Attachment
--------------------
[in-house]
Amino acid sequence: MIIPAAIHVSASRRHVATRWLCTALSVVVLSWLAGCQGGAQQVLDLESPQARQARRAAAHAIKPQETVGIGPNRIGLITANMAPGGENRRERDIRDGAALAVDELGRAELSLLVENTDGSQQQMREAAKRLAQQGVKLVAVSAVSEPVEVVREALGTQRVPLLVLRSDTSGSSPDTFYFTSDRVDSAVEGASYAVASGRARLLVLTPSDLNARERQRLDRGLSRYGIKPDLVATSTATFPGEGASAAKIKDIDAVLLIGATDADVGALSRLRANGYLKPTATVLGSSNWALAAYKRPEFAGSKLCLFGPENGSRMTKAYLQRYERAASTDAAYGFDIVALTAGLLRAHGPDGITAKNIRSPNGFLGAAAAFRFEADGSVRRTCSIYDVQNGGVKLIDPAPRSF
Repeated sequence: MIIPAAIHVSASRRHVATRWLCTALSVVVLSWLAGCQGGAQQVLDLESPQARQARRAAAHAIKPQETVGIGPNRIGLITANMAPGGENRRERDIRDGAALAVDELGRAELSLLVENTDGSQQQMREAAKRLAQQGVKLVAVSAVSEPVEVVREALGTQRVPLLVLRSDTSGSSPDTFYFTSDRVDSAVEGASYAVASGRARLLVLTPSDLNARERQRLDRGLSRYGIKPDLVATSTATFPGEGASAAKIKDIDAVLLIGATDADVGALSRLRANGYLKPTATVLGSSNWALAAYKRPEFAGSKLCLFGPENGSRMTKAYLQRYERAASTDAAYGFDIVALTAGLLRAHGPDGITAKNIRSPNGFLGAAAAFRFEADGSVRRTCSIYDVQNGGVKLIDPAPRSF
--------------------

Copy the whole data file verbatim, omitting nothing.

[in-house]
Amino acid sequence: MIIPAAIHVSASRRHVATRWLCTALSVVVLSWLAGCQGGAQQVLDLESPQARQARRAAAHAIKPQETVGIGPNRIGLITANMAPGGENRRERDIRDGAALAVDELGRAELSLLVENTDGSQQQMREAAKRLAQQGVKLVAVSAVSEPVEVVREALGTQRVPLLVLRSDTSGSSPDTFYFTSDRVDSAVEGASYAVASGRARLLVLTPSDLNARERQRLDRGLSRYGIKPDLVATSTATFPGEGASAAKIKDIDAVLLIGATDADVGALSRLRANGYLKPTATVLGSSNWALAAYKRPEFAGSKLCLFGPENGSRMTKAYLQRYERAASTDAAYGFDIVALTAGLLRAHGPDGITAKNIRSPNGFLGAAAAFRFEADGSVRRTCSIYDVQNGGVKLIDPAPRSF
Repeated sequence: MIIPAAIHVSASRRHVATRWLCTALSVVVLSWLAGCQGGAQQVLDLESPQARQARRAAAHAIKPQETVGIGPNRIGLITANMAPGGENRRERDIRDGAALAVDELGRAELSLLVENTDGSQQQMREAAKRLAQQGVKLVAVSAVSEPVEVVREALGTQRVPLLVLRSDTSGSSPDTFYFTSDRVDSAVEGASYAVASGRARLLVLTPSDLNARERQRLDRGLSRYGIKPDLVATSTATFPGEGASAAKIKDIDAVLLIGATDADVGALSRLRANGYLKPTATVLGSSNWALAAYKRPEFAGSKLCLFGPENGSRMTKAYLQRYERAASTDAAYGFDIVALTAGLLRAHGPDGITAKNIRSPNGFLGAAAAFRFEADGSVRRTCSIYDVQNGGVKLIDPAPRSF